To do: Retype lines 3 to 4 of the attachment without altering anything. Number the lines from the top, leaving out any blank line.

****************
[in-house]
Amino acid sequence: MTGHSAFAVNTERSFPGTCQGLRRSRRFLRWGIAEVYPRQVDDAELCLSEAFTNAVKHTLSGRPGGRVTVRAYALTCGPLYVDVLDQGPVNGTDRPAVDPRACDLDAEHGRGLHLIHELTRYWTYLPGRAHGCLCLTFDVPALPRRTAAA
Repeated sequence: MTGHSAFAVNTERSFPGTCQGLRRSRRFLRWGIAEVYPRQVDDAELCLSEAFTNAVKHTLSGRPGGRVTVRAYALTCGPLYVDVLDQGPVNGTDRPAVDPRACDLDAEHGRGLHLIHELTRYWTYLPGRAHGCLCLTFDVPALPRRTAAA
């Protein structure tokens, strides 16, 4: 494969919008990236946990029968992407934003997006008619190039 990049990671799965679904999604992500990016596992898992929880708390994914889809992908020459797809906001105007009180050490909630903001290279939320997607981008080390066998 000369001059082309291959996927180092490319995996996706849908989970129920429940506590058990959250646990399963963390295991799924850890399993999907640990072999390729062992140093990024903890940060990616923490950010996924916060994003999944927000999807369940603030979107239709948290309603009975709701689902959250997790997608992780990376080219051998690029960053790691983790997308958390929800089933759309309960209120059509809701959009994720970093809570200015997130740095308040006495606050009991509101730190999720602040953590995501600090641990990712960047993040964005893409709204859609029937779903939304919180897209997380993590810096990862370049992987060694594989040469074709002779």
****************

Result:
Repeated sequence: MTGHSAFAVNTERSFPGTCQGLRRSRRFLRWGIAEVYPRQVDDAELCLSEAFTNAVKHTLSGRPGGRVTVRAYALTCGPLYVDVLDQGPVNGTDRPAVDPRACDLDAEHGRGLHLIHELTRYWTYLPGRAHGCLCLTFDVPALPRRTAAA
């Protein structure tokens, strides 16, 4: 494969919008990236946990029968992407934003997006008619190039 990049990671799965679904999604992500990016596992898992929880708390994914889809992908020459797809906001105007009180050490909630903001290279939320997607981008080390066998 000369001059082309291959996927180092490319995996996706849908989970129920429940506590058990959250646990399963963390295991799924850890399993999907640990072999390729062992140093990024903890940060990616923490950010996924916060994003999944927000999807369940603030979107239709948290309603009975709701689902959250997790997608992780990376080219051998690029960053790691983790997308958390929800089933759309309960209120059509809701959009994720970093809570200015997130740095308040006495606050009991509101730190999720602040953590995501600090641990990712960047993040964005893409709204859609029937779903939304919180897209997380993590810096990862370049992987060694594989040469074709002779």